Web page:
identified itself with the bankrupt Master of the Universe, but earlier in
the year had removed the words "Founded in 1957 by Charles H. Keating, Jr."
from the back of its newsletter. The group later changed its name to become
the Children's Legal Foundation (CLF).
Keating and his moral-purity group often played fast-and-loose with the
facts. The group's "research" was often included in anti-smut pitches from
religious groups, with claims trying to link anti-social and violent behavior
to girlie magazines.
Keating also rubbed shoulders with many religious fundamentalist and
evangelical activists, and powerful politicians on capitol hill who did their
bidding. One was former Representative Robert K. Dornan whose ham-fisted
attacks on women, gays, abortion rights activists, ethnic minorities and even
fellow legislators have become legend in Washington. Dornan served as the
official CDL spokesman from 1973-1976.
As for Keating, his role in the scandalous S & L collapses typified what
has happened to many anti-porn and decency crusaders who themselves became
embroiled in questionable activities. The aristocratic Keating's fall from
public grace was simply one of a long string of embarrassing disclosures for
religious agendaists. The "Freedom Writer" noted that "Keating is to the
savings and loan industry what Jim Bakker was to television evangelism,"
referring to the founder of the infamous PTL network. Other crusaders found
themselves in hot water as well, raising questions about their emphasis on
morality for others, but not ethical behavior for themselves. Jimmy Swaggart
admitted his involvement with a prostitute for cheap-thrill masturbation
sessions, Bakker was involved with PTL bimbo Jessica Hahn, and other
televangelists like Peter Popov have been exposed are carnival-style
hucksters. Amidst the ruin, the religious groups were essentially running
for cover, changing the names of their respective organizations to include
words such as "family" or "children. Keating sidekick Rev. Donald Wildmon,
for instance, quickly morphed his National Federation for Decency into the
American Family Association.
(Another religion-decency booster, Rep. Henry Hyde, was involved in
allegations of impropriety in Illinois-based Clyde Savings and Loan debacle
which cost taxpayer's over $37 million.)
* Morality In Media, a "national interfaith organization founded in 1962
to combat obscenity and to uphold decency standards in the media," says that
the notorious V-Chip in televisions sets isn't enough. Yesterday, the
group's President, Robert Peters, said that television standards and ratings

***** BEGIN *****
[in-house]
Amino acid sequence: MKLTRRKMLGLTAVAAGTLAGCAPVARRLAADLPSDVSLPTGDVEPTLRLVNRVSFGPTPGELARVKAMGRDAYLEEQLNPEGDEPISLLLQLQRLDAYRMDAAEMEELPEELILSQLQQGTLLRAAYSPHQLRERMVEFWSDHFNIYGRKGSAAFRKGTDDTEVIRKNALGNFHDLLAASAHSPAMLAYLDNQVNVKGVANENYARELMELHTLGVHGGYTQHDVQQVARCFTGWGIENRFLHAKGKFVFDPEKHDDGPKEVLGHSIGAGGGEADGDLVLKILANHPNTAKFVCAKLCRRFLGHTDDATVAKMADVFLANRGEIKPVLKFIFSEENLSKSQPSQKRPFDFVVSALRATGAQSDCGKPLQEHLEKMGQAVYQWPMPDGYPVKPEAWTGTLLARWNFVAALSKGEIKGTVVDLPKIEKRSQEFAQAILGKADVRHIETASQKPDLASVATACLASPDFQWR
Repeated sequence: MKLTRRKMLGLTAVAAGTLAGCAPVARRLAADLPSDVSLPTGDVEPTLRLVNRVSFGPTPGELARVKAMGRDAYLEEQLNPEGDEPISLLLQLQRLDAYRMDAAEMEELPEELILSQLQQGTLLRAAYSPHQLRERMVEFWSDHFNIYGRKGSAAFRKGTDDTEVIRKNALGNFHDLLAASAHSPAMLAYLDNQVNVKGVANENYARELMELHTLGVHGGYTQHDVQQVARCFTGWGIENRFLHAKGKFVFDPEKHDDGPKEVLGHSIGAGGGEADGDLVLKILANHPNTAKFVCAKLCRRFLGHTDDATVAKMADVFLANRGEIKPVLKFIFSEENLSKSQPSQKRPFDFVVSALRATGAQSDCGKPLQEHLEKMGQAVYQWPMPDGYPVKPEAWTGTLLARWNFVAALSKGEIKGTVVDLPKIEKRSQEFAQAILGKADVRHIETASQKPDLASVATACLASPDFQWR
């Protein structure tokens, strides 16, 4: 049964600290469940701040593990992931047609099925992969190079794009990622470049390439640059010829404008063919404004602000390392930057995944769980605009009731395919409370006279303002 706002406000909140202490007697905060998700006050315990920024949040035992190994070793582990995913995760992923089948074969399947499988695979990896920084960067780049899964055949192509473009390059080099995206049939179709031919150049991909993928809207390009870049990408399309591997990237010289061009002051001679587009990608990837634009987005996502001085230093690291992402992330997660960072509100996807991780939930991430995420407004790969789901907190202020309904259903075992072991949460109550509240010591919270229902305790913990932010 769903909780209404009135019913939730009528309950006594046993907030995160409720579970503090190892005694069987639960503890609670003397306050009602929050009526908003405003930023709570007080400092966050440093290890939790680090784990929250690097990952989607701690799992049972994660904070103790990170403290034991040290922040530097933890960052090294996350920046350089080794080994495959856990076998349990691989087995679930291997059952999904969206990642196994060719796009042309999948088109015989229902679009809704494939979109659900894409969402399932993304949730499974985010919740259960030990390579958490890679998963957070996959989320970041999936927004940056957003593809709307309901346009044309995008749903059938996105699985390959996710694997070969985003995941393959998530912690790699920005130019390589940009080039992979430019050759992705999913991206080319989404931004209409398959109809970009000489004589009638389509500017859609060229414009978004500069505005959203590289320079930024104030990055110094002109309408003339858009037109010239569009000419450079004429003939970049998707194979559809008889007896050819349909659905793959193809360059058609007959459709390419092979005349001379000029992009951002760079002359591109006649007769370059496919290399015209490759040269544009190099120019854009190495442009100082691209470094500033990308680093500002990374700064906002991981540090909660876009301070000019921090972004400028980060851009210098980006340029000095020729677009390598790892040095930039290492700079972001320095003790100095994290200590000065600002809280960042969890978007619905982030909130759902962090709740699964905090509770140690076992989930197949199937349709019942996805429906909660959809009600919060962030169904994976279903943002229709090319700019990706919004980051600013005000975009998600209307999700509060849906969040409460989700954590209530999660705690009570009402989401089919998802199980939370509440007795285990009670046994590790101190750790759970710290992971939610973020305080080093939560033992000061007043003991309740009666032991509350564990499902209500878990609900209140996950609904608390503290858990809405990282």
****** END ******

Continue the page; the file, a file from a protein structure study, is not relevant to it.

used by the motion picture industry were "unacceptable."
"What the American public has been crying out for is socially constructive
TV programming, not a system which rates a glut of unacceptable programming,"
said the Morality watcher.
The V-Chip was one of several controversial proposals included in the
recent Telecommunications Act, and requires manufactures to include hardware
in every TV set supposedly permitting parents to "lock out" unacceptable
programs. But critics noted that technologically-savvy youngsters would
simply find new ways around the chip, and that the device represented an
intrusion of government into private life.
Morality in Media has been involved in a number of controversial projects,
though, which seem to go beyond the topic of salacious programs on the
boob-tube. The organization has received considerable funding from the Coors
family of Colorado; and in 1985, the group's Massachusetts affiliated
organized a forum which covered the waterfront of religious-right issues.
One speaker at the Morality in Media event proposed the use of an old leper
colony for quarantining people with AIDS. Then MIM board member Jeffrey
Coors was also active in the Council for National Policy (CNP), and schmoozed
with professional homophobes like Jerry Falwell ("Moral Majority") and
Christian Reconstructionist patriarch R.J.Rushdoony, who advocates the death
penalty for gays, heretics, adulterers and other transgressors. Since then,
Morality in Media has been a leading cultural hit man, and "monitors"
hundreds of hours of television programming each week looking for salacious
content. The group tabulates statistics measuring obscenity, bedroom scenes
involving un-wed couples and other "vulgar" content.
While the V-Chip and other nostrums allowed President Clinton to maintain
a more pro-family image during the last election campaign (improving the
public's perception of him as a philanderer), the move has not satisfied the